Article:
Surplus

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DEFINITION of 'Surplus'

Surplus is the amount of an asset or resource that exceeds the portion that is utilized. A surplus is used to describe many excess assets including income, profits, capital and goods. A surplus often occurs in a budget, when expenses are less than the income taken in or in inventory when fewer supplies are used than were retained. Economic surplus is related to supply and demand.

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BREAKING DOWN 'Surplus'

A surplus isn't always a positive outcome. In some cases, when a manufacturer anticipates a high demand for a product that it produces and makes more than it sells during that time period, it can have a surplus inventory which may, if it's deep enough, create a financial loss for that quarter or year. When the surplus is of a perishable commodity, such as grain, it could result in a permanent loss, or a write-down as the inventory becomes bad.

Economic Surplus

An economic surplus is also known as total welfare. An economic surplus is related to money, and it reflects a gain in the expected income from a product. There are two types of economic surplus: consumer surplus and producer surplus.

Consumer surplus occurs when the price for a product or service is lower than the highest price the consumer would pay. For example, think of it like an auction: a buyer walks into an auction with a set price limit he or she will not exceed. Consumer surplus occurs if the buyer is able to purchase the product at a lower cost than this limit, which is seen as a gain. An example of consumer surplus in business and the global economy is oil prices: as the price per barrel drops below what the consumer is used to paying, the consumer profits with a surplus.

Producer surplus occurs when goods are sold at a higher price than the lowest price the producer was willing to sell for. In the same auction context, an auction house or auctioneer might set a low price for an item and start the bidding there, a price the house is not willing to go below. Producer surplus occurs if the auctioneer sells an item for a higher price than this low limit; for example, if buyers continue to bid for an item, raising the price until it is finally sold. This means the producer is making more money than expected.

As a rule, consumer surplus and producer surplus are mutually exclusive; what is good for one is not good for the other.

Other Types of Surplus

There are many types of surplus, but they are all closely related. An economic surplus is different from a surplus in supply; the former is positive, reflecting an increase in income, and the latter is negative, indicating there is too much stock on-hand and not enough demand (no one is buying the product). Consumer surplus often results in a shortage in supply for the producer, as it often means that the supply for the product cannot keep up with the demand, since people tend to buy more of a product that's sold at a good price. On the other hand, producer surplus often leads to a surplus in supply, indicating that prices might be too high.

Another type of surplus, budget surplus, occurs when income is higher than expenses, and it often deals with governments. A surplus is seen as positive, as it means the entity is using its money wisely. Budget surplus is the same as savings for an individual.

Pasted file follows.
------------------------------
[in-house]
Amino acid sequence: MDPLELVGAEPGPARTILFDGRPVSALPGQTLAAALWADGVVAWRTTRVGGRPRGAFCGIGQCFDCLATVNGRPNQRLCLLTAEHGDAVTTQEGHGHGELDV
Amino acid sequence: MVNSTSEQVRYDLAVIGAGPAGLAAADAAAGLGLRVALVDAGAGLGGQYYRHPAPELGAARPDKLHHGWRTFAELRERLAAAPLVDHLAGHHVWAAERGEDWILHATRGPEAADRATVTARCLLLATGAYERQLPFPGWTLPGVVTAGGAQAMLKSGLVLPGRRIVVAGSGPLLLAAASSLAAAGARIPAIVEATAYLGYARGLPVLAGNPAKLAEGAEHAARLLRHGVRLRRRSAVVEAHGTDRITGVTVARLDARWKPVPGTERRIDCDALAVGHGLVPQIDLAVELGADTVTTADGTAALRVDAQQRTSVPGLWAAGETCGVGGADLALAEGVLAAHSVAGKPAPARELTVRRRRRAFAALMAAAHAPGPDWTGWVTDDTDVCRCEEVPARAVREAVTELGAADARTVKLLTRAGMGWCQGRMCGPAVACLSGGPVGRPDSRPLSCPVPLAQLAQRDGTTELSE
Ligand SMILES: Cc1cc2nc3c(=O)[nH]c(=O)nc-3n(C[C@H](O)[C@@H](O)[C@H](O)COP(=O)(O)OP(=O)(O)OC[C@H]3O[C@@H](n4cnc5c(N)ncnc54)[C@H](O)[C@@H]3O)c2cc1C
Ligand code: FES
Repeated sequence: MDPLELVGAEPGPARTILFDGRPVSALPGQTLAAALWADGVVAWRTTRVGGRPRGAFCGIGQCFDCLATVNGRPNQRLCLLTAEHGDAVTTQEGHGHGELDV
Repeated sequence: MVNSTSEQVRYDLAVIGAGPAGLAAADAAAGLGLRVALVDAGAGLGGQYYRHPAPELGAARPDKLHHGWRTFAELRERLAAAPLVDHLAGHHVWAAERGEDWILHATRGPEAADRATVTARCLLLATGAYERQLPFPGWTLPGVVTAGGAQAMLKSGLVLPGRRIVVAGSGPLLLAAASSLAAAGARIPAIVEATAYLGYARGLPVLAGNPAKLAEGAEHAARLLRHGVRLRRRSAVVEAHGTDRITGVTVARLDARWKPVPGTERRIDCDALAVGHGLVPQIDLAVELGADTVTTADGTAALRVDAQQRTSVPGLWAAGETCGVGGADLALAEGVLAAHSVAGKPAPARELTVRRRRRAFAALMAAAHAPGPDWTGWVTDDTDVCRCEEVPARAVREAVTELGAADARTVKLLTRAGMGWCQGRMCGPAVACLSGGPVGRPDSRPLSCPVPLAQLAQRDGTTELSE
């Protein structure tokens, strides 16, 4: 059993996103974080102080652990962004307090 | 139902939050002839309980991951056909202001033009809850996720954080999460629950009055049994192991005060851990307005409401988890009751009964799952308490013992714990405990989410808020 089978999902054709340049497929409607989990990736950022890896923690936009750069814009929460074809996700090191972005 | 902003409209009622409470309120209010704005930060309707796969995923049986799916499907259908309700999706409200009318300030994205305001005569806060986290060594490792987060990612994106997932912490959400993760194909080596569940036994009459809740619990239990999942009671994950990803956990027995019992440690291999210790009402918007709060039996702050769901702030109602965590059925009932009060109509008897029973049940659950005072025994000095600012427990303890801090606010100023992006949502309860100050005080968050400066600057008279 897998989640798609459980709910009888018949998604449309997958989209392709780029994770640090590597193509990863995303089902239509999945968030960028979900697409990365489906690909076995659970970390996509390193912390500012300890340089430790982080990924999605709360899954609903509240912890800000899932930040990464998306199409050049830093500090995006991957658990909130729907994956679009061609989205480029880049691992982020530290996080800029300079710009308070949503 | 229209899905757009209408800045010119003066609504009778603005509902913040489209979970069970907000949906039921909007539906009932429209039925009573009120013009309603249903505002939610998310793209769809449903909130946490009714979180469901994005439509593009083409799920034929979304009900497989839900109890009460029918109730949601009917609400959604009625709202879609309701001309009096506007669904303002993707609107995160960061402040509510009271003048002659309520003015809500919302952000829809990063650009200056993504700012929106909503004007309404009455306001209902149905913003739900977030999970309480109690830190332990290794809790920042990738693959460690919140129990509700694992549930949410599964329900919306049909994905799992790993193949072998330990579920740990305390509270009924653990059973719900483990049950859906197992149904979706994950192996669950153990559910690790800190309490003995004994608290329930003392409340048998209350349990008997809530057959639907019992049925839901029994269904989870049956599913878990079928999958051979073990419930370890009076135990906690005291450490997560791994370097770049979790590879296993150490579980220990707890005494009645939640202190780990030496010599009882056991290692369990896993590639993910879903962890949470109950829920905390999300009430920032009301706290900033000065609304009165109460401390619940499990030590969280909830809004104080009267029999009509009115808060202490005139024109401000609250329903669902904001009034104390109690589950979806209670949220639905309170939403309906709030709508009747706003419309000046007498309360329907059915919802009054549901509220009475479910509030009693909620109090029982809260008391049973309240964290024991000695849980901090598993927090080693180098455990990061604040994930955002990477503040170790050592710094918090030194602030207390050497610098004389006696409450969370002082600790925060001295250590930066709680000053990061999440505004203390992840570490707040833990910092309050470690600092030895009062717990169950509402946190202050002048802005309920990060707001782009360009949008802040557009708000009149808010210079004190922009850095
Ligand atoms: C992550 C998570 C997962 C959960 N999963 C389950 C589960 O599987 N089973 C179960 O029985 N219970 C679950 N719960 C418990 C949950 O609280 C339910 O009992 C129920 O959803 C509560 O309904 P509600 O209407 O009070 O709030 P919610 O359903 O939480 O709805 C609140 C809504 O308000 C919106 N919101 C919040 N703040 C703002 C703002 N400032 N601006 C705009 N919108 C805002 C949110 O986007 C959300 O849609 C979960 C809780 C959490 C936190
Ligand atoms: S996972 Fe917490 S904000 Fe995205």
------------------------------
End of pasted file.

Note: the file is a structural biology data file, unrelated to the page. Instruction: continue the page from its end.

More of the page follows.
Reasons for Surplus

A surplus occurs when there is some sort of disconnect between supply and demand for a product, or when some people are willing to pay more for a product than others. For example, if there were a set price for the product, and everyone expected to pay the same amount, surplus and shortage would be nonexistent.

This doesn't tend to happen in the real world, however, because various people and businesses have different thresholds of price, both when buying and when selling. When selling goods, it is a constant competition to produce the best and the most, at the best value. As prices rise and fall based on supply and demand, surplus is created on the producer end and the consumer end, respectively. If demand for the product is high, the vendor offering the lowest price may run out of supply. This often results in an increase in general market price (producer surplus). The opposite is also true: prices tend to go down when supply is high but there is not enough demand (consumer surplus).

One common cause of surplus is that the cost of a product is initially set too high, and nobody is willing to pay that price. This isn't good for business, as many companies have no choice but to sell the product at a lower cost than they were initially willing, in order to get rid of the stock.

Results of Surplus

Surplus causes disequilibrium in the supply and demand of a product. This imbalance means that the product cannot flow through the market efficiently. However, the cycle of surplus and shortage has a way of balancing itself out.

Sometimes, to remedy this imbalance the government will step in and implement a price floor, or set a minimum price for which a good must be sold. This price is often higher than the price consumers have been paying, and therefore benefits the businesses.

More often than not, a government intervention is not necessary, as this imbalance tends to correct itself naturally: when producers have a surplus of supply, they have to sell the product at lower prices; consequently, more consumers will purchase the product, since it no longer costs as much. This results in a shortage in supply, as the producer cannot keep up with consumer demand. A shortage in supply causes prices to go back up, and consequently, consumers no longer want the product because its price is too high; the cycle continues.

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